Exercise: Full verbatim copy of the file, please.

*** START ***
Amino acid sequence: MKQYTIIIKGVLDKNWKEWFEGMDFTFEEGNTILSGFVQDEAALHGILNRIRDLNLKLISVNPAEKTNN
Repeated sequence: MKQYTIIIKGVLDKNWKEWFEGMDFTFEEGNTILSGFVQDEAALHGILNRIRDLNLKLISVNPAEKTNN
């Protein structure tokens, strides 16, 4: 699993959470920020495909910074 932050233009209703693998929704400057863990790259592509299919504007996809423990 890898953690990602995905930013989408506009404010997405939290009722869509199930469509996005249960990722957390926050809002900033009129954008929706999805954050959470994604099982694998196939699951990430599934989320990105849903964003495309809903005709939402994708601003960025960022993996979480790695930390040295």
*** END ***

Amino acid sequence: MKQYTIIIKGVLDKNWKEWFEGMDFTFEEGNTILSGFVQDEAALHGILNRIRDLNLKLISVNPAEKTNN
Repeated sequence: MKQYTIIIKGVLDKNWKEWFEGMDFTFEEGNTILSGFVQDEAALHGILNRIRDLNLKLISVNPAEKTNN
């Protein structure tokens, strides 16, 4: 699993959470920020495909910074 932050233009209703693998929704400057863990790259592509299919504007996809423990 890898953690990602995905930013989408506009404010997405939290009722869509199930469509996005249960990722957390926050809002900033009129954008929706999805954050959470994604099982694998196939699951990430599934989320990105849903964003495309809903005709939402994708601003960025960022993996979480790695930390040295």